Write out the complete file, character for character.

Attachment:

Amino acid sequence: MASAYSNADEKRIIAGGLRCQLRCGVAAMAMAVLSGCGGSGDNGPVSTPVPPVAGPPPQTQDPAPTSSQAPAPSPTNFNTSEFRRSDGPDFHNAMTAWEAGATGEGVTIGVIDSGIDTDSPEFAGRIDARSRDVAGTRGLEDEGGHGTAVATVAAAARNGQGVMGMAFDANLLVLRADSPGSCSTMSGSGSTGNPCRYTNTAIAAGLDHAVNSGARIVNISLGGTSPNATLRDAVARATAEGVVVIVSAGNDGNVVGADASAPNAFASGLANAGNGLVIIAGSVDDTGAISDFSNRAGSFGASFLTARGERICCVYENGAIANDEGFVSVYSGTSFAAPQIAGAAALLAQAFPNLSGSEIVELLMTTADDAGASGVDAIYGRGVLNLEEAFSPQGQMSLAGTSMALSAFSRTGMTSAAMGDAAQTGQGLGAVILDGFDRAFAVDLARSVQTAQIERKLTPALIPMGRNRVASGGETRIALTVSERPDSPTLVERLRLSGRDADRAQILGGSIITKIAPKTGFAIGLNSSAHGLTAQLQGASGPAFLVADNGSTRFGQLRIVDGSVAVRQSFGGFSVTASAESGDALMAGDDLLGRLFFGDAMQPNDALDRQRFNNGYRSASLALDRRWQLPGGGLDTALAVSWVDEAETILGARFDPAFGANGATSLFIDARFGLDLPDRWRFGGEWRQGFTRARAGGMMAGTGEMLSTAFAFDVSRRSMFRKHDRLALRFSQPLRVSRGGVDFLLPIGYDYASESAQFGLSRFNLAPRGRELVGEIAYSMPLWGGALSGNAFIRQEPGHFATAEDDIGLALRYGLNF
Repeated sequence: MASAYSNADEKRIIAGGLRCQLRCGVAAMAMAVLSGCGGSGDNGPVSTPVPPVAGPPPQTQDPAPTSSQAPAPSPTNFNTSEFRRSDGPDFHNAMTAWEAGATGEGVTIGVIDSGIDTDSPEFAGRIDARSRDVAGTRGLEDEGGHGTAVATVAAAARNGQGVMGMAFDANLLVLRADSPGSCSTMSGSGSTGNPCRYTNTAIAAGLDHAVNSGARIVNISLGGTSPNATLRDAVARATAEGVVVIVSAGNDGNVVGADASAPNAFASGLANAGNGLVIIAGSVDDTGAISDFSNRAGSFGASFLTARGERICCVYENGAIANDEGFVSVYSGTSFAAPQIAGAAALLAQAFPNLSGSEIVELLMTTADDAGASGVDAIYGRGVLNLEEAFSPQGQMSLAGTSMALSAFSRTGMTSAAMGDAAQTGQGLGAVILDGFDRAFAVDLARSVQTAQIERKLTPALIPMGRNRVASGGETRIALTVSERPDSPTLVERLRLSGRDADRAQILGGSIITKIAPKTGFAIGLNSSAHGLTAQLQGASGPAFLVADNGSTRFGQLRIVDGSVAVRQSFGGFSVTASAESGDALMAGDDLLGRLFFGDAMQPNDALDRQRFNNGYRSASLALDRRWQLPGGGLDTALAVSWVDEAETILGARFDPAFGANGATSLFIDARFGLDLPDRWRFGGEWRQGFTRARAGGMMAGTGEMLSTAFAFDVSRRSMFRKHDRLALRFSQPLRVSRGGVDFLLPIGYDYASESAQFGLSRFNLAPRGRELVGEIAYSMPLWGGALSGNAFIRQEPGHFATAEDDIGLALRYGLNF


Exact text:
Amino acid sequence: MASAYSNADEKRIIAGGLRCQLRCGVAAMAMAVLSGCGGSGDNGPVSTPVPPVAGPPPQTQDPAPTSSQAPAPSPTNFNTSEFRRSDGPDFHNAMTAWEAGATGEGVTIGVIDSGIDTDSPEFAGRIDARSRDVAGTRGLEDEGGHGTAVATVAAAARNGQGVMGMAFDANLLVLRADSPGSCSTMSGSGSTGNPCRYTNTAIAAGLDHAVNSGARIVNISLGGTSPNATLRDAVARATAEGVVVIVSAGNDGNVVGADASAPNAFASGLANAGNGLVIIAGSVDDTGAISDFSNRAGSFGASFLTARGERICCVYENGAIANDEGFVSVYSGTSFAAPQIAGAAALLAQAFPNLSGSEIVELLMTTADDAGASGVDAIYGRGVLNLEEAFSPQGQMSLAGTSMALSAFSRTGMTSAAMGDAAQTGQGLGAVILDGFDRAFAVDLARSVQTAQIERKLTPALIPMGRNRVASGGETRIALTVSERPDSPTLVERLRLSGRDADRAQILGGSIITKIAPKTGFAIGLNSSAHGLTAQLQGASGPAFLVADNGSTRFGQLRIVDGSVAVRQSFGGFSVTASAESGDALMAGDDLLGRLFFGDAMQPNDALDRQRFNNGYRSASLALDRRWQLPGGGLDTALAVSWVDEAETILGARFDPAFGANGATSLFIDARFGLDLPDRWRFGGEWRQGFTRARAGGMMAGTGEMLSTAFAFDVSRRSMFRKHDRLALRFSQPLRVSRGGVDFLLPIGYDYASESAQFGLSRFNLAPRGRELVGEIAYSMPLWGGALSGNAFIRQEPGHFATAEDDIGLALRYGLNF
Repeated sequence: MASAYSNADEKRIIAGGLRCQLRCGVAAMAMAVLSGCGGSGDNGPVSTPVPPVAGPPPQTQDPAPTSSQAPAPSPTNFNTSEFRRSDGPDFHNAMTAWEAGATGEGVTIGVIDSGIDTDSPEFAGRIDARSRDVAGTRGLEDEGGHGTAVATVAAAARNGQGVMGMAFDANLLVLRADSPGSCSTMSGSGSTGNPCRYTNTAIAAGLDHAVNSGARIVNISLGGTSPNATLRDAVARATAEGVVVIVSAGNDGNVVGADASAPNAFASGLANAGNGLVIIAGSVDDTGAISDFSNRAGSFGASFLTARGERICCVYENGAIANDEGFVSVYSGTSFAAPQIAGAAALLAQAFPNLSGSEIVELLMTTADDAGASGVDAIYGRGVLNLEEAFSPQGQMSLAGTSMALSAFSRTGMTSAAMGDAAQTGQGLGAVILDGFDRAFAVDLARSVQTAQIERKLTPALIPMGRNRVASGGETRIALTVSERPDSPTLVERLRLSGRDADRAQILGGSIITKIAPKTGFAIGLNSSAHGLTAQLQGASGPAFLVADNGSTRFGQLRIVDGSVAVRQSFGGFSVTASAESGDALMAGDDLLGRLFFGDAMQPNDALDRQRFNNGYRSASLALDRRWQLPGGGLDTALAVSWVDEAETILGARFDPAFGANGATSLFIDARFGLDLPDRWRFGGEWRQGFTRARAGGMMAGTGEMLSTAFAFDVSRRSMFRKHDRLALRFSQPLRVSRGGVDFLLPIGYDYASESAQFGLSRFNLAPRGRELVGEIAYSMPLWGGALSGNAFIRQEPGHFATAEDDIGLALRYGLNF